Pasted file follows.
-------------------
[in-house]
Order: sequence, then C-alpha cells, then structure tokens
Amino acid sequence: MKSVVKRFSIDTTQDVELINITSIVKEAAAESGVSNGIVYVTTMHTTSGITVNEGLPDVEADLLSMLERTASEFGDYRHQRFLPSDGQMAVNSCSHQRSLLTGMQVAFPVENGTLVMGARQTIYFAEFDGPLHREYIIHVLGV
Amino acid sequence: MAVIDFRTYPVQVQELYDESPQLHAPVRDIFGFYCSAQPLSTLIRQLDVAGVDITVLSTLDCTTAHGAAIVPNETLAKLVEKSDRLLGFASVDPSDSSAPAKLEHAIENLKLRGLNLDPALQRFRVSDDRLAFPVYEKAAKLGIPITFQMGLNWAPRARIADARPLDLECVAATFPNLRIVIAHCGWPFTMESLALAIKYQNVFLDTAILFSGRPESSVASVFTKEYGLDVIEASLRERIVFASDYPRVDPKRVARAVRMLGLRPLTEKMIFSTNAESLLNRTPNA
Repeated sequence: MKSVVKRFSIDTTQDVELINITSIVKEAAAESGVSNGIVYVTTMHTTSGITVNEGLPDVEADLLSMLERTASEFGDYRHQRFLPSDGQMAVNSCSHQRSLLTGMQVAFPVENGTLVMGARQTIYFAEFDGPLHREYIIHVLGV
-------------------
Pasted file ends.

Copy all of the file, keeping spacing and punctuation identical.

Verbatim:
[in-house]
Order: sequence, then C-alpha cells, then structure tokens
Amino acid sequence: MKSVVKRFSIDTTQDVELINITSIVKEAAAESGVSNGIVYVTTMHTTSGITVNEGLPDVEADLLSMLERTASEFGDYRHQRFLPSDGQMAVNSCSHQRSLLTGMQVAFPVENGTLVMGARQTIYFAEFDGPLHREYIIHVLGV
Amino acid sequence: MAVIDFRTYPVQVQELYDESPQLHAPVRDIFGFYCSAQPLSTLIRQLDVAGVDITVLSTLDCTTAHGAAIVPNETLAKLVEKSDRLLGFASVDPSDSSAPAKLEHAIENLKLRGLNLDPALQRFRVSDDRLAFPVYEKAAKLGIPITFQMGLNWAPRARIADARPLDLECVAATFPNLRIVIAHCGWPFTMESLALAIKYQNVFLDTAILFSGRPESSVASVFTKEYGLDVIEASLRERIVFASDYPRVDPKRVARAVRMLGLRPLTEKMIFSTNAESLLNRTPNA
Repeated sequence: MKSVVKRFSIDTTQDVELINITSIVKEAAAESGVSNGIVYVTTMHTTSGITVNEGLPDVEADLLSMLERTASEFGDYRHQRFLPSDGQMAVNSCSHQRSLLTGMQVAFPVENGTLVMGARQTIYFAEFDGPLHREYIIHVLGV